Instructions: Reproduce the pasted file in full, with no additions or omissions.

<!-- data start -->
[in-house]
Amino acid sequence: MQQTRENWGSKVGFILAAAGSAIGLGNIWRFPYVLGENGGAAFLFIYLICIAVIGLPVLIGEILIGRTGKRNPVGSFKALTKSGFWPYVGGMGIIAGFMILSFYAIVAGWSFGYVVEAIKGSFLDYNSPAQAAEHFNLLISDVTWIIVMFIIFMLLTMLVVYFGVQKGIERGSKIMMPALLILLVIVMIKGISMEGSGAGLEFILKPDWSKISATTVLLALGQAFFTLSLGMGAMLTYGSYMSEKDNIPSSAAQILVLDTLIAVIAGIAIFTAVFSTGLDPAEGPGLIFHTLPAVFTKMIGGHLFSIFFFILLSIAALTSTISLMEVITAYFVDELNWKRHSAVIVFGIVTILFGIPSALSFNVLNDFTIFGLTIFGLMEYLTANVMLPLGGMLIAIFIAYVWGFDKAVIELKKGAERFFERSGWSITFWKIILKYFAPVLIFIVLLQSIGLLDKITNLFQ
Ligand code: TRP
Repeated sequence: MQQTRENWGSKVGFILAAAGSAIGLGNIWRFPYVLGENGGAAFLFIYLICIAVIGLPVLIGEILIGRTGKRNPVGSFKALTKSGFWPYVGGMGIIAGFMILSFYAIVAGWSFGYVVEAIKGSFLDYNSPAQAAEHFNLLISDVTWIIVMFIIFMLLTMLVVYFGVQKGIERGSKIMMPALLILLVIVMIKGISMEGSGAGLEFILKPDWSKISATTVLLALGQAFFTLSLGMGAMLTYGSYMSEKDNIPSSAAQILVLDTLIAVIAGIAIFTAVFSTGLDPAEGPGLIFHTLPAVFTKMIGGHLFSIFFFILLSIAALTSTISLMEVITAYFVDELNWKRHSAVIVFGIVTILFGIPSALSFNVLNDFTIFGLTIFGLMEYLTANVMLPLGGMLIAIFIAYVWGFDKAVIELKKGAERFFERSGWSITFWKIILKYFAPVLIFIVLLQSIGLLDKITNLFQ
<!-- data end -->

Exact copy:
[in-house]
Amino acid sequence: MQQTRENWGSKVGFILAAAGSAIGLGNIWRFPYVLGENGGAAFLFIYLICIAVIGLPVLIGEILIGRTGKRNPVGSFKALTKSGFWPYVGGMGIIAGFMILSFYAIVAGWSFGYVVEAIKGSFLDYNSPAQAAEHFNLLISDVTWIIVMFIIFMLLTMLVVYFGVQKGIERGSKIMMPALLILLVIVMIKGISMEGSGAGLEFILKPDWSKISATTVLLALGQAFFTLSLGMGAMLTYGSYMSEKDNIPSSAAQILVLDTLIAVIAGIAIFTAVFSTGLDPAEGPGLIFHTLPAVFTKMIGGHLFSIFFFILLSIAALTSTISLMEVITAYFVDELNWKRHSAVIVFGIVTILFGIPSALSFNVLNDFTIFGLTIFGLMEYLTANVMLPLGGMLIAIFIAYVWGFDKAVIELKKGAERFFERSGWSITFWKIILKYFAPVLIFIVLLQSIGLLDKITNLFQ
Ligand code: TRP
Repeated sequence: MQQTRENWGSKVGFILAAAGSAIGLGNIWRFPYVLGENGGAAFLFIYLICIAVIGLPVLIGEILIGRTGKRNPVGSFKALTKSGFWPYVGGMGIIAGFMILSFYAIVAGWSFGYVVEAIKGSFLDYNSPAQAAEHFNLLISDVTWIIVMFIIFMLLTMLVVYFGVQKGIERGSKIMMPALLILLVIVMIKGISMEGSGAGLEFILKPDWSKISATTVLLALGQAFFTLSLGMGAMLTYGSYMSEKDNIPSSAAQILVLDTLIAVIAGIAIFTAVFSTGLDPAEGPGLIFHTLPAVFTKMIGGHLFSIFFFILLSIAALTSTISLMEVITAYFVDELNWKRHSAVIVFGIVTILFGIPSALSFNVLNDFTIFGLTIFGLMEYLTANVMLPLGGMLIAIFIAYVWGFDKAVIELKKGAERFFERSGWSITFWKIILKYFAPVLIFIVLLQSIGLLDKITNLFQ